Four days ago, he began a train journey across America – an America that he has helped to change. It is not a perfect America, but it is a nation on the march again, approaching a new century with new confidence. For the next 70 days, our people will listen to a debate about the direction of our country. But this autumn of campaign does not have to be a season of conflict. On this August evening, in this hall, I ask each and every one of you to pledge with me that this campaign will be worthy of the people we seek to lead, and of the land we love. Let us do our part to restore civility to America’s political discourse. Let us lead by example. Let us not dishonor our democracy. The American people are fed up with relentless assaults on people’s reputations.
This has to stop – and stop now. Stop attacking the president’s family. Stick to the issues. We may at times oppose one another, but we must always respect each other. Let us begin now. I begin by thinking of the Republican candidate for president who two weeks ago spoke so movingly of his own past, and so let me say to Senator Robert Dole, on behalf of the thousands here in this United Center: Thank you from a generation of Americans, living in freedom because of your sacrifices.
I have served with Senator Robert Dole in the legislative branch for 20 years. It is not Bob Dole’s reputation that I question, it is his agenda for America. Sometimes a fine person has flawed ideas. This is such a time.
So for the next few moments, I want to discuss the differences between Senator Dole and the man we will nominate tonight – profound differences on matters affecting our lives. You have the right to know – because these differences will decide your future.
Remember, it was Senator Dole who said no to the family and medical leave act. I should know: I wrote the bill with two Republican senators. For seven years, the single biggest obstacle to its passage was Senator Bob Bole, but President Clinton said yes, and now 42 million Americans can stay at home with a new child or a sick family member without living in fear that they will lose their jobs. During a family crisis, no one should be forced to choose between their family and their work. Mr. President, you did the right thing. You did the right thing for America.
Remember, Senator Dole said no to raising the minimum wage. President Clinton said yes.
It’s time to honor an honest day’s work with a living wage. Mr. President, you did the right thing. You did the right thing for America.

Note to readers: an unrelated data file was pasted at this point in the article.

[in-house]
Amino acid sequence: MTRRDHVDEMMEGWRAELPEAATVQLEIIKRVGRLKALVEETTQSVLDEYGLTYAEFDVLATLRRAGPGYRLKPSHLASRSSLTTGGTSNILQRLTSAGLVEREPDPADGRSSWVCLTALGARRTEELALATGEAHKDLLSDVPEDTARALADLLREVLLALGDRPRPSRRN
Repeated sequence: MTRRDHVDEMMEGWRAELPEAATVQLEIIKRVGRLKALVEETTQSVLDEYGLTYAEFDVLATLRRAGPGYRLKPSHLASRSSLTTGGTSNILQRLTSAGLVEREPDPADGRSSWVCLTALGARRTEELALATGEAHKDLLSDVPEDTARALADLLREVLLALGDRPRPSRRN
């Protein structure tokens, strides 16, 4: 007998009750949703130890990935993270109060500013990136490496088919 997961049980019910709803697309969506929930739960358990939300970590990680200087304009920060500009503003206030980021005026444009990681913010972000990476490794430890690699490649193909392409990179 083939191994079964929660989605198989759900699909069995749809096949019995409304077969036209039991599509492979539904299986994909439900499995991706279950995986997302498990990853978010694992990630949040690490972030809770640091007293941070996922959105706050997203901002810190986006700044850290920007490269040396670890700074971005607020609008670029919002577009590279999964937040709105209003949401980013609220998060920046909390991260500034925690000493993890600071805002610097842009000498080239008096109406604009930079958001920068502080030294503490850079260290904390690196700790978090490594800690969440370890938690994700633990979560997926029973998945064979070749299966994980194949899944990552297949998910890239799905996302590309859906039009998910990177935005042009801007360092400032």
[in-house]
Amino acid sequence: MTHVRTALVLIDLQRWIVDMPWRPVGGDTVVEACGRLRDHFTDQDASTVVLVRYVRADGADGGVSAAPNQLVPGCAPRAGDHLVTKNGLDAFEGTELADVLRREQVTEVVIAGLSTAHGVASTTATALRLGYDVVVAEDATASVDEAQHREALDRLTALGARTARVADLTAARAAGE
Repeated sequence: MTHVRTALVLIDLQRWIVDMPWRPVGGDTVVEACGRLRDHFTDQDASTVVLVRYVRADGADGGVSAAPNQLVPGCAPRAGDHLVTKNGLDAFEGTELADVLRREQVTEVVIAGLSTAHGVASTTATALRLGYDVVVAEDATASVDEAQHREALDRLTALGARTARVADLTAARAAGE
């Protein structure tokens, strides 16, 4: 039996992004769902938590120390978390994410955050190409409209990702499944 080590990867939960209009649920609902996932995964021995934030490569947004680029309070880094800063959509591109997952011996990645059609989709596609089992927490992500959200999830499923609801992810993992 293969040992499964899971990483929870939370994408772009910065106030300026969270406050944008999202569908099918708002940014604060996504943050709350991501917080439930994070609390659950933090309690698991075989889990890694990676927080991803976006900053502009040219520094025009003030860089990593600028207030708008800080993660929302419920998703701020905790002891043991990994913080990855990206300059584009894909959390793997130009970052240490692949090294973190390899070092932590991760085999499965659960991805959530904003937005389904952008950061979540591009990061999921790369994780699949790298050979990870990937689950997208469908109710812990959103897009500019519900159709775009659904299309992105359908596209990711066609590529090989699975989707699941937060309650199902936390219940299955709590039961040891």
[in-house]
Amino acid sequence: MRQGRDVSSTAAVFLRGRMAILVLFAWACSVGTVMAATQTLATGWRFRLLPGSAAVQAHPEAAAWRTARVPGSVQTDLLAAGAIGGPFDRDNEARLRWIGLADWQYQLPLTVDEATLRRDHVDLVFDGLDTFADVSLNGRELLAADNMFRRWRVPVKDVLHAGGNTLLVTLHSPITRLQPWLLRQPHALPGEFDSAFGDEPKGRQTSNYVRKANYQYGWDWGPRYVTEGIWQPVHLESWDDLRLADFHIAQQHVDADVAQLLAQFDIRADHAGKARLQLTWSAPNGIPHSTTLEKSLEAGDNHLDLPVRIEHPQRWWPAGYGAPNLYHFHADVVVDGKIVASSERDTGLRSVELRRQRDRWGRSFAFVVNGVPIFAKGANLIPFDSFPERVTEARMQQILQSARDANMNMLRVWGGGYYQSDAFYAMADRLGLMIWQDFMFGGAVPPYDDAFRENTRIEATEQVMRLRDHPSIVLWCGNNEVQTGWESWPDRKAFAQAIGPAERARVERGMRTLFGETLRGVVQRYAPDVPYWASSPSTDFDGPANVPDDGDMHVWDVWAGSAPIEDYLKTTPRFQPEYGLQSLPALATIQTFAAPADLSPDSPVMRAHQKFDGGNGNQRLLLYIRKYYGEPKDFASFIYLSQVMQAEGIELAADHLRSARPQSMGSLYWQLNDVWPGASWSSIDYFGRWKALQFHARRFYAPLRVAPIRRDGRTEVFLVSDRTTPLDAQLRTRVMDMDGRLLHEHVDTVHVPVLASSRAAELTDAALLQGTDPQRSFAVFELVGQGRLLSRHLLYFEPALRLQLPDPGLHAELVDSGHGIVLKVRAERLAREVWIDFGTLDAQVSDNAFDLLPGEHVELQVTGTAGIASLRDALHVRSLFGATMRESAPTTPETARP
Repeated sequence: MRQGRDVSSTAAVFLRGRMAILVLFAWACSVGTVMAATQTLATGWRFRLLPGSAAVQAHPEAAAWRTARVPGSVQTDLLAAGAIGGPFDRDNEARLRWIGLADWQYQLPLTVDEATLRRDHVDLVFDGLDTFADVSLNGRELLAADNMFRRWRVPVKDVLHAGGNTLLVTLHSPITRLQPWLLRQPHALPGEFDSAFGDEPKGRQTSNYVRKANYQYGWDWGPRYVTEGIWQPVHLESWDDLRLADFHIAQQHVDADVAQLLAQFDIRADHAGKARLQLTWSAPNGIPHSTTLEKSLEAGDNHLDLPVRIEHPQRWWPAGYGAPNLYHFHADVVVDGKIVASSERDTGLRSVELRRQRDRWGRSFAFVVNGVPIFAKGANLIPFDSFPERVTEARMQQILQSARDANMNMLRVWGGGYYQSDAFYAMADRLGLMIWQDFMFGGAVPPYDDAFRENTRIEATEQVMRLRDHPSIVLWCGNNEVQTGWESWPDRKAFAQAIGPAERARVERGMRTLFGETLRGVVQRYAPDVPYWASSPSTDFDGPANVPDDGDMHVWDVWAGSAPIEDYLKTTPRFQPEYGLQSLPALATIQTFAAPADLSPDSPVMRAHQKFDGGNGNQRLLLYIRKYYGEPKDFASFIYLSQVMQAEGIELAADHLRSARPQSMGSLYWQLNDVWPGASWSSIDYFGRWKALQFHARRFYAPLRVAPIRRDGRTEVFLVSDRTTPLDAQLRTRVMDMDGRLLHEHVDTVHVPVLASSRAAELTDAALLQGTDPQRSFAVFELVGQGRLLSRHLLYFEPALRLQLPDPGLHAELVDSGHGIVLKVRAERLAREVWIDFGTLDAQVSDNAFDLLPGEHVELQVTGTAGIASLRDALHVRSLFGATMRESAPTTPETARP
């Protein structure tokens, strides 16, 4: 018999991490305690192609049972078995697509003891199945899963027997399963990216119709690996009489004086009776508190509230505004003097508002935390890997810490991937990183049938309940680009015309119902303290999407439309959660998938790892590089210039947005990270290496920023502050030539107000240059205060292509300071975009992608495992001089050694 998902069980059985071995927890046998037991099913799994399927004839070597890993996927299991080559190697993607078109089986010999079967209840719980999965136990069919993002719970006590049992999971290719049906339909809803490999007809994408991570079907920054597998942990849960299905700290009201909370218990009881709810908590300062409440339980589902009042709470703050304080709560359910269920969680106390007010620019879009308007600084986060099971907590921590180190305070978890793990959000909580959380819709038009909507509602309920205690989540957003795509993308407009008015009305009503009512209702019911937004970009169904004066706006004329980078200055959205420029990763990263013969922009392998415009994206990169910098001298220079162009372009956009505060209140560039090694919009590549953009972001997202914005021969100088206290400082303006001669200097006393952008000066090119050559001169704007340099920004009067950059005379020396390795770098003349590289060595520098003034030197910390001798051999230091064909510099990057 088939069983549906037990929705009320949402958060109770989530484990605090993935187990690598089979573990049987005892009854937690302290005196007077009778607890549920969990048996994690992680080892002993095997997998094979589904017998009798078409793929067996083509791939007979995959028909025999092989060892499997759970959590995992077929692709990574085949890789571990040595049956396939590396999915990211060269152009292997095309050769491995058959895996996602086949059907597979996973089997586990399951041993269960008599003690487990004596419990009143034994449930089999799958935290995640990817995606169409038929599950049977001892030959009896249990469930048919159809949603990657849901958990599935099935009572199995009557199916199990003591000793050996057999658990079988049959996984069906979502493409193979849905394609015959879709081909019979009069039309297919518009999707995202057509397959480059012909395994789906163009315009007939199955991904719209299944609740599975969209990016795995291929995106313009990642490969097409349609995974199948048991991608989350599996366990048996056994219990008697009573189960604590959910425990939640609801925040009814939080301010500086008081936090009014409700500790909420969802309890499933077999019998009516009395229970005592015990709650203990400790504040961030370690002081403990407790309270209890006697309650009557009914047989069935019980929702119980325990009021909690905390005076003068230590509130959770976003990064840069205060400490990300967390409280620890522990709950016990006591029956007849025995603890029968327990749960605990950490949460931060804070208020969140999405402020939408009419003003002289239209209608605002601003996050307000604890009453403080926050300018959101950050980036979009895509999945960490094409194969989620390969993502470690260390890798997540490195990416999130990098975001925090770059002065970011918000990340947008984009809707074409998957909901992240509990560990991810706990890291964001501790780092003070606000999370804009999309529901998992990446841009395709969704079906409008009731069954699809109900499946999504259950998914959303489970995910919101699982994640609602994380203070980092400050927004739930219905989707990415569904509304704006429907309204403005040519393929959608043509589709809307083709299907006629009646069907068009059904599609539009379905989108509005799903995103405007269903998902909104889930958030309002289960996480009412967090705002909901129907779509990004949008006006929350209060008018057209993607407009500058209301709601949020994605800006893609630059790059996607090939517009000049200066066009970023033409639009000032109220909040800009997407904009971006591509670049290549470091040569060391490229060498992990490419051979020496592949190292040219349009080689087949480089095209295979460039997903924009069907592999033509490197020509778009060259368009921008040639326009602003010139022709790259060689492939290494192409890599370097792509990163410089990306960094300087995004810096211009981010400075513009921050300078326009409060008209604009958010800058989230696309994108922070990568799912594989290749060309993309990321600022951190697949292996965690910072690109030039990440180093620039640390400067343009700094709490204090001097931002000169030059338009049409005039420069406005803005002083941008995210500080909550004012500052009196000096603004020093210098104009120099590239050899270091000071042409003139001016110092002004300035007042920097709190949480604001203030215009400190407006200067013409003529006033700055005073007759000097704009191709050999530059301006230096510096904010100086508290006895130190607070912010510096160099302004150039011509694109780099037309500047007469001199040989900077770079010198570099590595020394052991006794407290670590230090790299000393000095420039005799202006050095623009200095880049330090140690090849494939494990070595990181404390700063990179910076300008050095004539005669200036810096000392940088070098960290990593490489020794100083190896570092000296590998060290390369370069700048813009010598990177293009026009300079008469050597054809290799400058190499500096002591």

Remember that last year, Senator Bob Dole said that he was “proud to be one of 12 members of Congress to vote against creating Medicare in 1965.” And remember last year, Senator Bob Dole and Speaker Gingrich voted to cut Medicare by $270 billion. But for the president’s veto pen, they would have succeeded.
Now ask yourselves, who do you trust to protect Medicare? Mr. President, you did the right thing. You did the right thing for America. Remember that Senator Dole says we should close the Department of Education and voted to cut $30 billion for safer schools, higher standards, and college loans.
President Clinton is expanding Head Start, getting guns and drugs out of our schools, and offering every student the same opportunity he had to earn a college education. Mr. President, again you did the right thing. You did the right thing for America.
Remember, Senator Dole has tried to turn a woman’s wrenching personal choice into a constitutional crime. President Clinton believes that this important decision is between that woman, her conscience and her doctor.
President Clinton, you’re doing the right thing – the right thing for America. Now, at the 11th hour, Senator Dole proposes a flawed economic plan that will either explode the deficit, or lead to withering cuts in Medicare, education, and the environment. President Clinton has put our economic house in order, and he offers a plan to lead us into a new era of growth and jobs, while honoring our abiding commitment to the elderly, the young and the earth we inhabit.
Mr. President, you are doing the right thing. The right thing for America. A few hours ago, this young president arrived here in Chicago. A few hours from now, he will accept the nomination of our party. Then he will depart, and begin a new journey into the heart of America.
And for that journey, he has the courage, the vision and the commitment to bring all Americans together to the threshold of a new century.
The choice, my fellow citizens, is yours. We’re here tonight, proud to offer you our choice. I proudly place in nomination before this convention and this country the name of America’s president – William Jefferson Clinton. Thank you.